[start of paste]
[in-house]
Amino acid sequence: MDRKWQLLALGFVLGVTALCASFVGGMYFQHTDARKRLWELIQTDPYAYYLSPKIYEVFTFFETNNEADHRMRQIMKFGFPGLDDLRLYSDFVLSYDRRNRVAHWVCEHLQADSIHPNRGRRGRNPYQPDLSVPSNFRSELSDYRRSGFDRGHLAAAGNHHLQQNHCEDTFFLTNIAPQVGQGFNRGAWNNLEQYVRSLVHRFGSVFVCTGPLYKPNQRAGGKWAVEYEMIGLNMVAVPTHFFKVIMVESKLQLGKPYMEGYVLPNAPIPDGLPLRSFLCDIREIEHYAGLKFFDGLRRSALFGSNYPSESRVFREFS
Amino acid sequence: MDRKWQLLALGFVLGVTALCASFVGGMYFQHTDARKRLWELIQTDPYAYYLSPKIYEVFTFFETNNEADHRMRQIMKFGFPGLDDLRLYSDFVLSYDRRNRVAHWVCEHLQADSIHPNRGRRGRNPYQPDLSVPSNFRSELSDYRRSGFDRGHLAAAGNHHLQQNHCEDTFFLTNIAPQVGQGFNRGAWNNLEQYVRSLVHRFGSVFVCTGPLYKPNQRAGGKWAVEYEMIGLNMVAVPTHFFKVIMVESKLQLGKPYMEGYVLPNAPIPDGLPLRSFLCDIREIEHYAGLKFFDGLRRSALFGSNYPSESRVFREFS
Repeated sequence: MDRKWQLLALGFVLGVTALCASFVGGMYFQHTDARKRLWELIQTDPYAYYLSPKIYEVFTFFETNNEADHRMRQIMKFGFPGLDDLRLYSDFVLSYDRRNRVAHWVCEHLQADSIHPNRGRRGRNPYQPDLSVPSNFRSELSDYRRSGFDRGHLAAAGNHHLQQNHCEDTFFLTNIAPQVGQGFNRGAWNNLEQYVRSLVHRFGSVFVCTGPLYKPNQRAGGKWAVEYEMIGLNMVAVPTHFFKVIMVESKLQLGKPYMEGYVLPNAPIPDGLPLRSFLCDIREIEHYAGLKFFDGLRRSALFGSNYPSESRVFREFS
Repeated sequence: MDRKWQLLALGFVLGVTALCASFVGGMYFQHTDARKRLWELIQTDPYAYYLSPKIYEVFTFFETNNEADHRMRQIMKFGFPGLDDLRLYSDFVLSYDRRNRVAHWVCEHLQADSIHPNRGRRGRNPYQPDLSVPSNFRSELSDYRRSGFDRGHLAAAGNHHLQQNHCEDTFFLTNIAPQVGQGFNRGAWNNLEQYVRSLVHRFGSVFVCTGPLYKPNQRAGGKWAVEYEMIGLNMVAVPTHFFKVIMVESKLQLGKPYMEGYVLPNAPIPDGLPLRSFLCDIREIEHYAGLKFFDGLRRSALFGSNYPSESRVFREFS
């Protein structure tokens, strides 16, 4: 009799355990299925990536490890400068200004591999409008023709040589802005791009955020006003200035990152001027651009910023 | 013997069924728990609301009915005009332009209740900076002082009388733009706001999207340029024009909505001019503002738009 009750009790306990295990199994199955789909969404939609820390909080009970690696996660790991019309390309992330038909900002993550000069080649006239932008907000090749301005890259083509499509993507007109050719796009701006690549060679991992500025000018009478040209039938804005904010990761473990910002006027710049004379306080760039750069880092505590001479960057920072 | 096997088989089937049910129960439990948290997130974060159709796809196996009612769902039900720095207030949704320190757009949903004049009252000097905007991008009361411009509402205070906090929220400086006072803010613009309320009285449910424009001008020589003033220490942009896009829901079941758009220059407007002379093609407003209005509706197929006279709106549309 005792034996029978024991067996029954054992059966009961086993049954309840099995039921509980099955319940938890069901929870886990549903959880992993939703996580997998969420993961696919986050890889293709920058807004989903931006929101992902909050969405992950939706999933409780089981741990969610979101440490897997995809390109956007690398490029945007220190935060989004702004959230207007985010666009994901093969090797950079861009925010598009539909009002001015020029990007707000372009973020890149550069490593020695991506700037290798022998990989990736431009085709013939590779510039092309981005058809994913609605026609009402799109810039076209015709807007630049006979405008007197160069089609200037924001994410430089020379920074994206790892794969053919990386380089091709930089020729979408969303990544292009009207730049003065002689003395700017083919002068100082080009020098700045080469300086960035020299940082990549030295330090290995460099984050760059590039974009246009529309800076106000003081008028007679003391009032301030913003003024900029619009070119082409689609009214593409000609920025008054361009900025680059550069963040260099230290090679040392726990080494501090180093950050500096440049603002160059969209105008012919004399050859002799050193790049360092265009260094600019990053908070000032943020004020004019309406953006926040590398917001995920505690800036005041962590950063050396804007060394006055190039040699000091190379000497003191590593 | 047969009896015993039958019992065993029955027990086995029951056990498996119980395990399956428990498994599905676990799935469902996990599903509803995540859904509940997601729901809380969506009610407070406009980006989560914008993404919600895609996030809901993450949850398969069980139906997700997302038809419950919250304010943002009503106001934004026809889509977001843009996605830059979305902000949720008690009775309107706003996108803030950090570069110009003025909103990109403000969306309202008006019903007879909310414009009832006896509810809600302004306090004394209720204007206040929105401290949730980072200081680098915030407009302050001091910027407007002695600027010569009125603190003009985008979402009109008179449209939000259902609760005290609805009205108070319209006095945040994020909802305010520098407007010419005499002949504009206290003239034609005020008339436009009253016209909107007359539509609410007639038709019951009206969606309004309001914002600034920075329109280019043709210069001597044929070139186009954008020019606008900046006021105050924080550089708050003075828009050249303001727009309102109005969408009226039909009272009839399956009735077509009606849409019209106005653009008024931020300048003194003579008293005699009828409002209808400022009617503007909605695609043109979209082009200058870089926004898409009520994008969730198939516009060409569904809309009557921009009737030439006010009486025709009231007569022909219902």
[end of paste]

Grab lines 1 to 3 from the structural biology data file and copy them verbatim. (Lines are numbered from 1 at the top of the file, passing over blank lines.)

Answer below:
[in-house]
Amino acid sequence: MDRKWQLLALGFVLGVTALCASFVGGMYFQHTDARKRLWELIQTDPYAYYLSPKIYEVFTFFETNNEADHRMRQIMKFGFPGLDDLRLYSDFVLSYDRRNRVAHWVCEHLQADSIHPNRGRRGRNPYQPDLSVPSNFRSELSDYRRSGFDRGHLAAAGNHHLQQNHCEDTFFLTNIAPQVGQGFNRGAWNNLEQYVRSLVHRFGSVFVCTGPLYKPNQRAGGKWAVEYEMIGLNMVAVPTHFFKVIMVESKLQLGKPYMEGYVLPNAPIPDGLPLRSFLCDIREIEHYAGLKFFDGLRRSALFGSNYPSESRVFREFS
Amino acid sequence: MDRKWQLLALGFVLGVTALCASFVGGMYFQHTDARKRLWELIQTDPYAYYLSPKIYEVFTFFETNNEADHRMRQIMKFGFPGLDDLRLYSDFVLSYDRRNRVAHWVCEHLQADSIHPNRGRRGRNPYQPDLSVPSNFRSELSDYRRSGFDRGHLAAAGNHHLQQNHCEDTFFLTNIAPQVGQGFNRGAWNNLEQYVRSLVHRFGSVFVCTGPLYKPNQRAGGKWAVEYEMIGLNMVAVPTHFFKVIMVESKLQLGKPYMEGYVLPNAPIPDGLPLRSFLCDIREIEHYAGLKFFDGLRRSALFGSNYPSESRVFREFS